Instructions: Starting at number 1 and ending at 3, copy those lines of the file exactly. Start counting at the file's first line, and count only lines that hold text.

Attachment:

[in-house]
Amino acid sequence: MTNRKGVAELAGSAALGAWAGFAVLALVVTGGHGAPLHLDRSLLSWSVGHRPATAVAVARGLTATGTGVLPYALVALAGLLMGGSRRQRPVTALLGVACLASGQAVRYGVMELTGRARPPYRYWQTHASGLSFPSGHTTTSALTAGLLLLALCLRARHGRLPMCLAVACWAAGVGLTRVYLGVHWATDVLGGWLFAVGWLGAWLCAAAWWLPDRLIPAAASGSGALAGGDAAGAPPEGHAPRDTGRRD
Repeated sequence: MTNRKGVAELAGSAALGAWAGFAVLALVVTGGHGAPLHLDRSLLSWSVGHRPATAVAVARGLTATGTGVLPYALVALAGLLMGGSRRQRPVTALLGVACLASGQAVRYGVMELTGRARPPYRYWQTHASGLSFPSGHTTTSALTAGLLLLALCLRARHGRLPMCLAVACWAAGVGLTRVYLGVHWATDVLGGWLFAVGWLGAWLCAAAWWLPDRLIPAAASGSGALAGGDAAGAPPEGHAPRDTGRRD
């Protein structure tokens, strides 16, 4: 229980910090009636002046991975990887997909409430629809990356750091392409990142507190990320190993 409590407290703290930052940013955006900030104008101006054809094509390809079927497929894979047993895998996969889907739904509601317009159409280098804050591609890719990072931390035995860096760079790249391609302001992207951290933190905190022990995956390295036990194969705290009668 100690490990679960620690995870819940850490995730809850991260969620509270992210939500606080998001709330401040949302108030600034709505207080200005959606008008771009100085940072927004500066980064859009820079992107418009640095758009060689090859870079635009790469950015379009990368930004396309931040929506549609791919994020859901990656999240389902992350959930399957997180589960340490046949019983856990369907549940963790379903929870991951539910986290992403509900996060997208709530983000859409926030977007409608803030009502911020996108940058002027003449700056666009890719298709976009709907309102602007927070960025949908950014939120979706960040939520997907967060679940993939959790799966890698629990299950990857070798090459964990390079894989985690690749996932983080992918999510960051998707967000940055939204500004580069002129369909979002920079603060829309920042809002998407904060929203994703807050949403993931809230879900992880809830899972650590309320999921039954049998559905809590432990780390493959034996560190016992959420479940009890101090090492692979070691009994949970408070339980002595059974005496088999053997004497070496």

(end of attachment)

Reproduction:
[in-house]
Amino acid sequence: MTNRKGVAELAGSAALGAWAGFAVLALVVTGGHGAPLHLDRSLLSWSVGHRPATAVAVARGLTATGTGVLPYALVALAGLLMGGSRRQRPVTALLGVACLASGQAVRYGVMELTGRARPPYRYWQTHASGLSFPSGHTTTSALTAGLLLLALCLRARHGRLPMCLAVACWAAGVGLTRVYLGVHWATDVLGGWLFAVGWLGAWLCAAAWWLPDRLIPAAASGSGALAGGDAAGAPPEGHAPRDTGRRD
Repeated sequence: MTNRKGVAELAGSAALGAWAGFAVLALVVTGGHGAPLHLDRSLLSWSVGHRPATAVAVARGLTATGTGVLPYALVALAGLLMGGSRRQRPVTALLGVACLASGQAVRYGVMELTGRARPPYRYWQTHASGLSFPSGHTTTSALTAGLLLLALCLRARHGRLPMCLAVACWAAGVGLTRVYLGVHWATDVLGGWLFAVGWLGAWLCAAAWWLPDRLIPAAASGSGALAGGDAAGAPPEGHAPRDTGRRD